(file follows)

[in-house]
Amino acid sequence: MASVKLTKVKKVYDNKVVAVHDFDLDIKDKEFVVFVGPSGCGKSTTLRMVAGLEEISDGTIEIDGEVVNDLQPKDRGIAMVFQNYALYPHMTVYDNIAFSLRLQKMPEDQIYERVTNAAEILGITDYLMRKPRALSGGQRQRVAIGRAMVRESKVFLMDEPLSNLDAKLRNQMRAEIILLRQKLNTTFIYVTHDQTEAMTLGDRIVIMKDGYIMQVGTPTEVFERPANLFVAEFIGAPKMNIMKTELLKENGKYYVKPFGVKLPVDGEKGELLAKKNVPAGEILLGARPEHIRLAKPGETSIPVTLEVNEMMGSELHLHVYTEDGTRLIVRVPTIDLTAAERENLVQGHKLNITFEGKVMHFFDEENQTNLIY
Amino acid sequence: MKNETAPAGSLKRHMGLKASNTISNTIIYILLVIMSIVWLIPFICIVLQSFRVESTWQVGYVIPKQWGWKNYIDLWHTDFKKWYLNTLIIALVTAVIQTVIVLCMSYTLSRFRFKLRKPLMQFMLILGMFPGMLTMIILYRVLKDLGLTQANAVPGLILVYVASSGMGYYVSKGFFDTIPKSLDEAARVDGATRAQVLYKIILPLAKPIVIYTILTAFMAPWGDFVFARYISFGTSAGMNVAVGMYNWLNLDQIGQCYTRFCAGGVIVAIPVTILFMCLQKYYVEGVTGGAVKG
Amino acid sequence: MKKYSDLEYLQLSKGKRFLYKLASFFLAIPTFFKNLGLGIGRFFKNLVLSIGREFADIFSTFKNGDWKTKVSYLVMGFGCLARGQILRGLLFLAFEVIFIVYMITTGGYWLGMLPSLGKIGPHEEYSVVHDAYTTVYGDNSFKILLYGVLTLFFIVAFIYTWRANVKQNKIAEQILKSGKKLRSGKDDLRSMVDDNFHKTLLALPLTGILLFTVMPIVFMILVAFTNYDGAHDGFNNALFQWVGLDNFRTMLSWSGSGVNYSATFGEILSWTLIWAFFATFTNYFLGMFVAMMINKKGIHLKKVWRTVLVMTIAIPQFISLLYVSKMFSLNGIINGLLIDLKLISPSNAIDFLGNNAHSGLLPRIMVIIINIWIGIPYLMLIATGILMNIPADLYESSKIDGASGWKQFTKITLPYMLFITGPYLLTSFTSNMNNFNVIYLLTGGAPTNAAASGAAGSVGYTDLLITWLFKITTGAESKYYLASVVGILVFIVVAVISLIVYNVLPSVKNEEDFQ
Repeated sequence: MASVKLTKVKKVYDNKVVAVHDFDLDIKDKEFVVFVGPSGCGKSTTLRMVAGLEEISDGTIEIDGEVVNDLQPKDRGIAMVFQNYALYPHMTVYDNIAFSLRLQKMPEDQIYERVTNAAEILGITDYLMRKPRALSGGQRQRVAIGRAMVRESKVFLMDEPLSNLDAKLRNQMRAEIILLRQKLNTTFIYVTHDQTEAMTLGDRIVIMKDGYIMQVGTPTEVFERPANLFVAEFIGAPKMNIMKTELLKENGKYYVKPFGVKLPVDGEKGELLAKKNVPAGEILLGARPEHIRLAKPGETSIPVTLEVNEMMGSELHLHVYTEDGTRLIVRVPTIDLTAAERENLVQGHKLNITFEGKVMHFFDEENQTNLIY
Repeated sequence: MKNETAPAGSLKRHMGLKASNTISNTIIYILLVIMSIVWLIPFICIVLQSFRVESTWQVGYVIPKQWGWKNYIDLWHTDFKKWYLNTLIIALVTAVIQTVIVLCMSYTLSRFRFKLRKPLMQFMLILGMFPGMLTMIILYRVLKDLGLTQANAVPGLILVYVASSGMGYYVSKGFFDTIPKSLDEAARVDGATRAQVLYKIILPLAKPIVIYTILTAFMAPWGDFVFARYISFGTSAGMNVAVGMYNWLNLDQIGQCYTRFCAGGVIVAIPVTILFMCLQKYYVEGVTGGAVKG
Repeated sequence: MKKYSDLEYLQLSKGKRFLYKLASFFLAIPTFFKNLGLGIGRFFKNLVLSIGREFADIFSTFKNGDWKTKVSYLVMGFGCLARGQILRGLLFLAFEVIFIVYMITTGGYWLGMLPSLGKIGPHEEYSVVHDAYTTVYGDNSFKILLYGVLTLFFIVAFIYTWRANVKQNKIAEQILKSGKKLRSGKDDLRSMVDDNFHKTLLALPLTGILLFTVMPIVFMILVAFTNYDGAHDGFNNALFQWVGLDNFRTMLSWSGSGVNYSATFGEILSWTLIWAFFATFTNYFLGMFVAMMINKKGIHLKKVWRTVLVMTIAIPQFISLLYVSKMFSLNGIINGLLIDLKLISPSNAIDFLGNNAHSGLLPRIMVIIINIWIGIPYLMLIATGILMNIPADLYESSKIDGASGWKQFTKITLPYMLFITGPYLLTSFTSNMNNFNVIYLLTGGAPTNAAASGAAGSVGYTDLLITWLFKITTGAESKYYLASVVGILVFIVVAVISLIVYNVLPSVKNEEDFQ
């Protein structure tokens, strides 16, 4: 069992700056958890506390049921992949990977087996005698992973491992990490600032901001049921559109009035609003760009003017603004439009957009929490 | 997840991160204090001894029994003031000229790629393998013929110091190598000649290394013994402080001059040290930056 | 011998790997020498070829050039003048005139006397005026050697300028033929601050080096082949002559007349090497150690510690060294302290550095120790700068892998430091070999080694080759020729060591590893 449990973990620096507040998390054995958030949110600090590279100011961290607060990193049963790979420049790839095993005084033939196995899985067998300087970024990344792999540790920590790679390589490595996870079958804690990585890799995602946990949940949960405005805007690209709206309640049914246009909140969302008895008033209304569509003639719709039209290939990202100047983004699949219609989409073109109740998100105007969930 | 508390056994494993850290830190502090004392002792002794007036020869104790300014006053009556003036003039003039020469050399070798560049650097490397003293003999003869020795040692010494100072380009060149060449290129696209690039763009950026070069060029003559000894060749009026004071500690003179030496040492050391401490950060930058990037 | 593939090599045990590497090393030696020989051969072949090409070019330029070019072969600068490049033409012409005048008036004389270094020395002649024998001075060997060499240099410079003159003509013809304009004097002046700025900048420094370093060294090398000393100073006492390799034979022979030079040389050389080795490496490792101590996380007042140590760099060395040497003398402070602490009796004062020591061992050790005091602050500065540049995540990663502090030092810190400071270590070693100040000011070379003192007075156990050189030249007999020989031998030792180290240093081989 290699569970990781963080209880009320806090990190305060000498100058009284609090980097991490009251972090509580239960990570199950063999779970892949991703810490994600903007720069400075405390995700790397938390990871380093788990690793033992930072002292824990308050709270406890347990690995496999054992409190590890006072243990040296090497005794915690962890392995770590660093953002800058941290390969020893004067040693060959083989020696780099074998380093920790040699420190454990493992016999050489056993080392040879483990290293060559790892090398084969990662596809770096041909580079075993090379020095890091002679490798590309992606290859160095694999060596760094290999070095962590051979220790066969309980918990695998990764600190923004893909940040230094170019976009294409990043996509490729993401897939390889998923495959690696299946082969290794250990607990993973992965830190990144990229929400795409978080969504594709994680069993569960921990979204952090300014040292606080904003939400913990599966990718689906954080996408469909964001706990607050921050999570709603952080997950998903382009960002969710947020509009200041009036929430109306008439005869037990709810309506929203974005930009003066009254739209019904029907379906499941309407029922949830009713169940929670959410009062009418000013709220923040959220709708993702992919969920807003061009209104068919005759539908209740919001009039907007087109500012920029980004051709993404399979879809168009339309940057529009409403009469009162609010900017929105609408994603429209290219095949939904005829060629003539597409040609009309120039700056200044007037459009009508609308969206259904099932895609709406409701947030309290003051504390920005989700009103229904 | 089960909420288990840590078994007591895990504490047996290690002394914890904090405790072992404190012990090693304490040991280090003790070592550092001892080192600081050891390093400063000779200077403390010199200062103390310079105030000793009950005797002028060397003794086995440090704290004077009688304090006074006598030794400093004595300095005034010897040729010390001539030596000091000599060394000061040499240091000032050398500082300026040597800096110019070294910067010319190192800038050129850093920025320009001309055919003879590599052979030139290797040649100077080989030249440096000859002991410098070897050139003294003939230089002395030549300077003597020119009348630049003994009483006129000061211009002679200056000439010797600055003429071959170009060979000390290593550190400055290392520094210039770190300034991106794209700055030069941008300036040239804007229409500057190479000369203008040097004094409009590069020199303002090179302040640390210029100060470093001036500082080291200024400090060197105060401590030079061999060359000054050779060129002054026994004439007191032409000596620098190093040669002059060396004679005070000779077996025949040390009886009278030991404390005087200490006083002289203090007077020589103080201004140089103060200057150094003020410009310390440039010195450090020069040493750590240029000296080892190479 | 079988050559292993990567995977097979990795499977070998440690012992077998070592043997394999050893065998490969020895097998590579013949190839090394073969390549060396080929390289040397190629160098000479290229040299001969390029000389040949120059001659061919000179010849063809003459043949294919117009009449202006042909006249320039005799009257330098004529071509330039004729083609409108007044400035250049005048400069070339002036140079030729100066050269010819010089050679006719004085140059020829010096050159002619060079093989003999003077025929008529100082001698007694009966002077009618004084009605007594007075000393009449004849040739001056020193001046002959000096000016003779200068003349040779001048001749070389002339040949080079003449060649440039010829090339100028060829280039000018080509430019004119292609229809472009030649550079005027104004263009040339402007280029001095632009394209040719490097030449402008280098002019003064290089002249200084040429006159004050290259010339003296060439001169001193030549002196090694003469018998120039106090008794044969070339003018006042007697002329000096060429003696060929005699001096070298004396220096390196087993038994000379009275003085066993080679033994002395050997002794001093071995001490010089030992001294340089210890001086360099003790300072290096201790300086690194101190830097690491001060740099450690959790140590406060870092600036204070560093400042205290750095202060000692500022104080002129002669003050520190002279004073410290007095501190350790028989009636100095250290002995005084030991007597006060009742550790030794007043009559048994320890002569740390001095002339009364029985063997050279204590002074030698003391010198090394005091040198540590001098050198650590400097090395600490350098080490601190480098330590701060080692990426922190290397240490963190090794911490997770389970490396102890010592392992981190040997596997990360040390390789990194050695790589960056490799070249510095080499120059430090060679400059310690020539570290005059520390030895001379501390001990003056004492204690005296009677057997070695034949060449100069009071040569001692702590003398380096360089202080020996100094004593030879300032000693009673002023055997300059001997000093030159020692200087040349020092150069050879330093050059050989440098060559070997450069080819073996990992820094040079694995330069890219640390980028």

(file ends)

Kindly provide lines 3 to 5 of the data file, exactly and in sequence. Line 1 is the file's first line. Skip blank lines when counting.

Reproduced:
Amino acid sequence: MKNETAPAGSLKRHMGLKASNTISNTIIYILLVIMSIVWLIPFICIVLQSFRVESTWQVGYVIPKQWGWKNYIDLWHTDFKKWYLNTLIIALVTAVIQTVIVLCMSYTLSRFRFKLRKPLMQFMLILGMFPGMLTMIILYRVLKDLGLTQANAVPGLILVYVASSGMGYYVSKGFFDTIPKSLDEAARVDGATRAQVLYKIILPLAKPIVIYTILTAFMAPWGDFVFARYISFGTSAGMNVAVGMYNWLNLDQIGQCYTRFCAGGVIVAIPVTILFMCLQKYYVEGVTGGAVKG
Amino acid sequence: MKKYSDLEYLQLSKGKRFLYKLASFFLAIPTFFKNLGLGIGRFFKNLVLSIGREFADIFSTFKNGDWKTKVSYLVMGFGCLARGQILRGLLFLAFEVIFIVYMITTGGYWLGMLPSLGKIGPHEEYSVVHDAYTTVYGDNSFKILLYGVLTLFFIVAFIYTWRANVKQNKIAEQILKSGKKLRSGKDDLRSMVDDNFHKTLLALPLTGILLFTVMPIVFMILVAFTNYDGAHDGFNNALFQWVGLDNFRTMLSWSGSGVNYSATFGEILSWTLIWAFFATFTNYFLGMFVAMMINKKGIHLKKVWRTVLVMTIAIPQFISLLYVSKMFSLNGIINGLLIDLKLISPSNAIDFLGNNAHSGLLPRIMVIIINIWIGIPYLMLIATGILMNIPADLYESSKIDGASGWKQFTKITLPYMLFITGPYLLTSFTSNMNNFNVIYLLTGGAPTNAAASGAAGSVGYTDLLITWLFKITTGAESKYYLASVVGILVFIVVAVISLIVYNVLPSVKNEEDFQ
Repeated sequence: MASVKLTKVKKVYDNKVVAVHDFDLDIKDKEFVVFVGPSGCGKSTTLRMVAGLEEISDGTIEIDGEVVNDLQPKDRGIAMVFQNYALYPHMTVYDNIAFSLRLQKMPEDQIYERVTNAAEILGITDYLMRKPRALSGGQRQRVAIGRAMVRESKVFLMDEPLSNLDAKLRNQMRAEIILLRQKLNTTFIYVTHDQTEAMTLGDRIVIMKDGYIMQVGTPTEVFERPANLFVAEFIGAPKMNIMKTELLKENGKYYVKPFGVKLPVDGEKGELLAKKNVPAGEILLGARPEHIRLAKPGETSIPVTLEVNEMMGSELHLHVYTEDGTRLIVRVPTIDLTAAERENLVQGHKLNITFEGKVMHFFDEENQTNLIY